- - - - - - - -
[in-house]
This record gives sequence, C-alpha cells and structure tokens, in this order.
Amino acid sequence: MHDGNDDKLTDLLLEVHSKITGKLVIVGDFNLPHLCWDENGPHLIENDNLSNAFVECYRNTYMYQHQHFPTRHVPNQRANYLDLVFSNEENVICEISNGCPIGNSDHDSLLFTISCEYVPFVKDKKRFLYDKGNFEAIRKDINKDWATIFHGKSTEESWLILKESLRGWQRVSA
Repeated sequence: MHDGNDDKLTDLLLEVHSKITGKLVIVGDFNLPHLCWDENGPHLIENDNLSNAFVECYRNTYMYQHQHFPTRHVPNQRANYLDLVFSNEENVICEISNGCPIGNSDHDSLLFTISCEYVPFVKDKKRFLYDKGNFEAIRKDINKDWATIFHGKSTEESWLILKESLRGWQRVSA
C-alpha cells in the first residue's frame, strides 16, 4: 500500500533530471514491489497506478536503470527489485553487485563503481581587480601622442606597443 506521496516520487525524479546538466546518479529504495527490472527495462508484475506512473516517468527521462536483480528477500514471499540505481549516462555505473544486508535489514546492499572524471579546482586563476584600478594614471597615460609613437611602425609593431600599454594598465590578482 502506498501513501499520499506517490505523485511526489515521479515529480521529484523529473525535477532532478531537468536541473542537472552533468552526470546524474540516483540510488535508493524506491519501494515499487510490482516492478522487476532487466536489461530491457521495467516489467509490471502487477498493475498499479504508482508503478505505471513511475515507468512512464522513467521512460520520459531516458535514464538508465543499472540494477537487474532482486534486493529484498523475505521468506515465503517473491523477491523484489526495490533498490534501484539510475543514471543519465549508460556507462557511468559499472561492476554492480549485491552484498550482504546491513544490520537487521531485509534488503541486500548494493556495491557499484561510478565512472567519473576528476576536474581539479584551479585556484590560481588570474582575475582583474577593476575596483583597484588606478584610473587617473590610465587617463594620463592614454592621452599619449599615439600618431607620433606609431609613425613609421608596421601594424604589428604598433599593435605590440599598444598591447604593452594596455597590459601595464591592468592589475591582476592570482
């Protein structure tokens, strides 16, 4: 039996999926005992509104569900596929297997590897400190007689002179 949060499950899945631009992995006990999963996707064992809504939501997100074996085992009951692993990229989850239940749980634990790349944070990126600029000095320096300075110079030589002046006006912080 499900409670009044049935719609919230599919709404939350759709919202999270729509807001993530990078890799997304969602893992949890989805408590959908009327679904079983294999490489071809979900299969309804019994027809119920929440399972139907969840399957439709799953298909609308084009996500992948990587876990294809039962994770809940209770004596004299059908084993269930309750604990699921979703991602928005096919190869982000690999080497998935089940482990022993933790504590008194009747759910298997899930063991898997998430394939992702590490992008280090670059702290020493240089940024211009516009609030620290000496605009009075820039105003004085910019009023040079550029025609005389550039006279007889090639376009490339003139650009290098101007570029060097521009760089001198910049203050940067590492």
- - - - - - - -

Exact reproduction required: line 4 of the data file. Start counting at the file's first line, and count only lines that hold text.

Repeated sequence: MHDGNDDKLTDLLLEVHSKITGKLVIVGDFNLPHLCWDENGPHLIENDNLSNAFVECYRNTYMYQHQHFPTRHVPNQRANYLDLVFSNEENVICEISNGCPIGNSDHDSLLFTISCEYVPFVKDKKRFLYDKGNFEAIRKDINKDWATIFHGKSTEESWLILKESLRGWQRVSA